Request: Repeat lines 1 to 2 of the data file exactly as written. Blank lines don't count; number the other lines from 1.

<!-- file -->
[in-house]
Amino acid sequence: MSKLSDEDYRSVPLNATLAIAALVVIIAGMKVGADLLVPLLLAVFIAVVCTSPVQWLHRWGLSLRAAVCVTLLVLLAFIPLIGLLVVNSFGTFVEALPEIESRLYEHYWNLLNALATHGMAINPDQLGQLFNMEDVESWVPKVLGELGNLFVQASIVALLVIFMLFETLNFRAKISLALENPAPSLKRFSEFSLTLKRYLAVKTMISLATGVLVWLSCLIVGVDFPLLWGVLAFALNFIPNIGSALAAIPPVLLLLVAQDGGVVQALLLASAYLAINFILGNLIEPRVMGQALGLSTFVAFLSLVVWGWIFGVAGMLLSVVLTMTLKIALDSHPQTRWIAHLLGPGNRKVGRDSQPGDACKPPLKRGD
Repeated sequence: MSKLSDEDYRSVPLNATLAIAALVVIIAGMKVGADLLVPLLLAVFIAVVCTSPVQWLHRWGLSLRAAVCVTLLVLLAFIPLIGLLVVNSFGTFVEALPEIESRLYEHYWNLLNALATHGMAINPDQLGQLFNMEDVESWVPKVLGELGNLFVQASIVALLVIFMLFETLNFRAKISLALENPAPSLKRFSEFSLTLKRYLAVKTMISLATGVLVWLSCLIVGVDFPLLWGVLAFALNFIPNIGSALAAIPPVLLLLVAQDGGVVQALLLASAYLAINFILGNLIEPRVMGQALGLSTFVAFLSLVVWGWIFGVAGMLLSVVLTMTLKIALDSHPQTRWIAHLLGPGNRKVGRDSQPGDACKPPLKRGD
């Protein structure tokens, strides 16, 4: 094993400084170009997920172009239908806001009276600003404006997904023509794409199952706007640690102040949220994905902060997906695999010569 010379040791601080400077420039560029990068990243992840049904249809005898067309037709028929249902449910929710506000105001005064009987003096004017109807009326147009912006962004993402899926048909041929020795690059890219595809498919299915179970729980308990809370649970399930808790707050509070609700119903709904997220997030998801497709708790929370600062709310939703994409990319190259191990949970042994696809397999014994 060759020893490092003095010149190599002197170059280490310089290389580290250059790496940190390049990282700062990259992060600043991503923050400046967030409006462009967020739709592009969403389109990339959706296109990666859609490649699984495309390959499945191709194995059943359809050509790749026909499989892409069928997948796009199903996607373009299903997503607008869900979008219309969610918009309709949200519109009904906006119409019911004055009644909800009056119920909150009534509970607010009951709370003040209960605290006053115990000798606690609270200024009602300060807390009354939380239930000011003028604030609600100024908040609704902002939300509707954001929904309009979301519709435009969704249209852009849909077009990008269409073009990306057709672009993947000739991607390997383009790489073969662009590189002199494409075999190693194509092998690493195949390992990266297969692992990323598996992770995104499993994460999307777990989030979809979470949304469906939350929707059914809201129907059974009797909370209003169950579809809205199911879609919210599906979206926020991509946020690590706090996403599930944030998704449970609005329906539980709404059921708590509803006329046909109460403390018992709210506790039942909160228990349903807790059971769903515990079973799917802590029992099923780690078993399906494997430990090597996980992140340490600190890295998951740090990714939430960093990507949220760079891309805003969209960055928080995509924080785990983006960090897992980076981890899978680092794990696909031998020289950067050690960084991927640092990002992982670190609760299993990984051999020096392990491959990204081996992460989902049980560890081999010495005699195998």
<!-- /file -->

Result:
[in-house]
Amino acid sequence: MSKLSDEDYRSVPLNATLAIAALVVIIAGMKVGADLLVPLLLAVFIAVVCTSPVQWLHRWGLSLRAAVCVTLLVLLAFIPLIGLLVVNSFGTFVEALPEIESRLYEHYWNLLNALATHGMAINPDQLGQLFNMEDVESWVPKVLGELGNLFVQASIVALLVIFMLFETLNFRAKISLALENPAPSLKRFSEFSLTLKRYLAVKTMISLATGVLVWLSCLIVGVDFPLLWGVLAFALNFIPNIGSALAAIPPVLLLLVAQDGGVVQALLLASAYLAINFILGNLIEPRVMGQALGLSTFVAFLSLVVWGWIFGVAGMLLSVVLTMTLKIALDSHPQTRWIAHLLGPGNRKVGRDSQPGDACKPPLKRGD